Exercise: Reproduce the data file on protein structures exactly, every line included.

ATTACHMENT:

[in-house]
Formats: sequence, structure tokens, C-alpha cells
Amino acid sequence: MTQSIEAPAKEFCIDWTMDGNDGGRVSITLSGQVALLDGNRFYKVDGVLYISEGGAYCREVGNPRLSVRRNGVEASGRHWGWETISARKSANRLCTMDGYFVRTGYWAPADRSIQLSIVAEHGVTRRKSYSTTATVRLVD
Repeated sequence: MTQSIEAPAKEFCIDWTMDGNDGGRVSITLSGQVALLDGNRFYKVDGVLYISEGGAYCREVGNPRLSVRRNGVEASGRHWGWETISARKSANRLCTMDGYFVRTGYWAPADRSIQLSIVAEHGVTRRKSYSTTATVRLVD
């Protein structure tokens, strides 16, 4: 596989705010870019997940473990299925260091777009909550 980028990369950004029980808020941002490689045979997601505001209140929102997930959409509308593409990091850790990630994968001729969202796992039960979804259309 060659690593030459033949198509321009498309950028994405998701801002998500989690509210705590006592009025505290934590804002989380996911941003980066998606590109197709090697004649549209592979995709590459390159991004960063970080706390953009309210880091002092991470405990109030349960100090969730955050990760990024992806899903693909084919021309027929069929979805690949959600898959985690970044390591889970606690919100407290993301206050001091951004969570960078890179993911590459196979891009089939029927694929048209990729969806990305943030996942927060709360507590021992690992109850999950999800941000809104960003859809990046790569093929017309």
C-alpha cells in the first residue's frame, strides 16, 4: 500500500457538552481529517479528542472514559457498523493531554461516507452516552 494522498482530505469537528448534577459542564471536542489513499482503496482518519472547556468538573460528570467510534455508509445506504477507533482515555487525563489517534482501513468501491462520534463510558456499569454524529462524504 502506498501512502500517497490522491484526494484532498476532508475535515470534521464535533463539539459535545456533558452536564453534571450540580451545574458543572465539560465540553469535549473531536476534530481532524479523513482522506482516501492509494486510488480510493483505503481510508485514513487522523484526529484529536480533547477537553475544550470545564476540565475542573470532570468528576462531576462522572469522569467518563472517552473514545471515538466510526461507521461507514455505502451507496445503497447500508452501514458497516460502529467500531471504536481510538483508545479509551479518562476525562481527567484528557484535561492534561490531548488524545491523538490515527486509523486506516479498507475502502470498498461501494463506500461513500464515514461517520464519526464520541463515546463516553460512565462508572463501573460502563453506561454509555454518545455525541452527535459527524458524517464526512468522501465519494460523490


[in-house]
Formats: sequence, structure tokens, C-alpha cells
Amino acid sequence: MTQSIEAPAKEFCIDWTMDGNDGGRVSITLSGQVALLDGNRFYKVDGVLYISEGGAYCREVGNPRLSVRRNGVEASGRHWGWETISARKSANRLCTMDGYFVRTGYWAPADRSIQLSIVAEHGVTRRKSYSTTATVRLVD
Repeated sequence: MTQSIEAPAKEFCIDWTMDGNDGGRVSITLSGQVALLDGNRFYKVDGVLYISEGGAYCREVGNPRLSVRRNGVEASGRHWGWETISARKSANRLCTMDGYFVRTGYWAPADRSIQLSIVAEHGVTRRKSYSTTATVRLVD
């Protein structure tokens, strides 16, 4: 596989705010870019997940473990299925260091777009909550 980028990369950004029980808020941002490689045979997601505001209140929102997930959409509308593409990091850790990630994968001729969202796992039960979804259309 060659690593030459033949198509321009498309950028994405998701801002998500989690509210705590006592009025505290934590804002989380996911941003980066998606590109197709090697004649549209592979995709590459390159991004960063970080706390953009309210880091002092991470405990109030349960100090969730955050990760990024992806899903693909084919021309027929069929979805690949959600898959985690970044390591889970606690919100407290993301206050001091951004969570960078890179993911590459196979891009089939029927694929048209990729969806990305943030996942927060709360507590021992690992109850999950999800941000809104960003859809990046790569093929017309």
C-alpha cells in the first residue's frame, strides 16, 4: 500500500457538552481529517479528542472514559457498523493531554461516507452516552 494522498482530505469537528448534577459542564471536542489513499482503496482518519472547556468538573460528570467510534455508509445506504477507533482515555487525563489517534482501513468501491462520534463510558456499569454524529462524504 502506498501512502500517497490522491484526494484532498476532508475535515470534521464535533463539539459535545456533558452536564453534571450540580451545574458543572465539560465540553469535549473531536476534530481532524479523513482522506482516501492509494486510488480510493483505503481510508485514513487522523484526529484529536480533547477537553475544550470545564476540565475542573470532570468528576462531576462522572469522569467518563472517552473514545471515538466510526461507521461507514455505502451507496445503497447500508452501514458497516460502529467500531471504536481510538483508545479509551479518562476525562481527567484528557484535561492534561490531548488524545491523538490515527486509523486506516479498507475502502470498498461501494463506500461513500464515514461517520464519526464520541463515546463516553460512565462508572463501573460502563453506561454509555454518545455525541452527535459527524458524517464526512468522501465519494460523490